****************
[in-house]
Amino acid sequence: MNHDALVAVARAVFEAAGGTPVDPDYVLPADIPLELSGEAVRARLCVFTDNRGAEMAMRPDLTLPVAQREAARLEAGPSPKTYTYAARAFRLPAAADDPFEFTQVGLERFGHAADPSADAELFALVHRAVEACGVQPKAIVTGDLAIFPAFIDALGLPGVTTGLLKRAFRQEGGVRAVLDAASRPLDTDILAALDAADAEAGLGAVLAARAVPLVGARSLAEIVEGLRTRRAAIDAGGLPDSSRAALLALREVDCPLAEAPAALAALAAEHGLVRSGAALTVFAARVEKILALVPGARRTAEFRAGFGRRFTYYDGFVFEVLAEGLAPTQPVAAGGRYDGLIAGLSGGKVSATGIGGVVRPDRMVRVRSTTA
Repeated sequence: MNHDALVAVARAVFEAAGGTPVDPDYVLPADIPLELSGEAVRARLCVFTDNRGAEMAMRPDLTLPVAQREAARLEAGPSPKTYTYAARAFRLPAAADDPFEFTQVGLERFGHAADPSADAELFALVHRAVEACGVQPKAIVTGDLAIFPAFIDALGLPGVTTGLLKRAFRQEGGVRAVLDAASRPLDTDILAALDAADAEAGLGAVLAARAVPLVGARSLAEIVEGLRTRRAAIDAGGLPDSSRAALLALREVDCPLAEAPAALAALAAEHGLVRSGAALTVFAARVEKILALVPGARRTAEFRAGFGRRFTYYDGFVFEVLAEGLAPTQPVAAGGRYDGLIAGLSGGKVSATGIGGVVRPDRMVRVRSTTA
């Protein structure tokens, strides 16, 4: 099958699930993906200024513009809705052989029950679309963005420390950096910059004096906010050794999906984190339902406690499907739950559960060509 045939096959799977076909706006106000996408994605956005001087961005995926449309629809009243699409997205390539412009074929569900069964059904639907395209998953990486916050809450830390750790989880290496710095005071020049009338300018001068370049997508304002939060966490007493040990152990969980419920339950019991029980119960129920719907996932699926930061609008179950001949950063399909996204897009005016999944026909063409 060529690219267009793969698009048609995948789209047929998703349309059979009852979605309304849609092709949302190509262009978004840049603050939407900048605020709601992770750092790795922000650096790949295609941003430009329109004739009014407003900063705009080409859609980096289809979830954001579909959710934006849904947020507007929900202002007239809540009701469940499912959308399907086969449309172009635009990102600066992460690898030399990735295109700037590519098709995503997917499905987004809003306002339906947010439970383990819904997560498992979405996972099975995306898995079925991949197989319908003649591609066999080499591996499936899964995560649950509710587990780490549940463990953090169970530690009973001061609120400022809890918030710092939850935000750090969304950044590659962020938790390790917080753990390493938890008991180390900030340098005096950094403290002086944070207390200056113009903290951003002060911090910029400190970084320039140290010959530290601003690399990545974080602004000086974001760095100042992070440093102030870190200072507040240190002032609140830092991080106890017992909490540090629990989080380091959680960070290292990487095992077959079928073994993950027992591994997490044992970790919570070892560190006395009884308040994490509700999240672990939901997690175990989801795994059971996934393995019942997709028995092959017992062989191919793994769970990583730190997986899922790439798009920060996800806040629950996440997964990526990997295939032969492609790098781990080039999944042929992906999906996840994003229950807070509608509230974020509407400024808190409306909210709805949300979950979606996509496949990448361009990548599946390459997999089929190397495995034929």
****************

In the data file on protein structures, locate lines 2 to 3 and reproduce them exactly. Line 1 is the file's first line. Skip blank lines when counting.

Amino acid sequence: MNHDALVAVARAVFEAAGGTPVDPDYVLPADIPLELSGEAVRARLCVFTDNRGAEMAMRPDLTLPVAQREAARLEAGPSPKTYTYAARAFRLPAAADDPFEFTQVGLERFGHAADPSADAELFALVHRAVEACGVQPKAIVTGDLAIFPAFIDALGLPGVTTGLLKRAFRQEGGVRAVLDAASRPLDTDILAALDAADAEAGLGAVLAARAVPLVGARSLAEIVEGLRTRRAAIDAGGLPDSSRAALLALREVDCPLAEAPAALAALAAEHGLVRSGAALTVFAARVEKILALVPGARRTAEFRAGFGRRFTYYDGFVFEVLAEGLAPTQPVAAGGRYDGLIAGLSGGKVSATGIGGVVRPDRMVRVRSTTA
Repeated sequence: MNHDALVAVARAVFEAAGGTPVDPDYVLPADIPLELSGEAVRARLCVFTDNRGAEMAMRPDLTLPVAQREAARLEAGPSPKTYTYAARAFRLPAAADDPFEFTQVGLERFGHAADPSADAELFALVHRAVEACGVQPKAIVTGDLAIFPAFIDALGLPGVTTGLLKRAFRQEGGVRAVLDAASRPLDTDILAALDAADAEAGLGAVLAARAVPLVGARSLAEIVEGLRTRRAAIDAGGLPDSSRAALLALREVDCPLAEAPAALAALAAEHGLVRSGAALTVFAARVEKILALVPGARRTAEFRAGFGRRFTYYDGFVFEVLAEGLAPTQPVAAGGRYDGLIAGLSGGKVSATGIGGVVRPDRMVRVRSTTA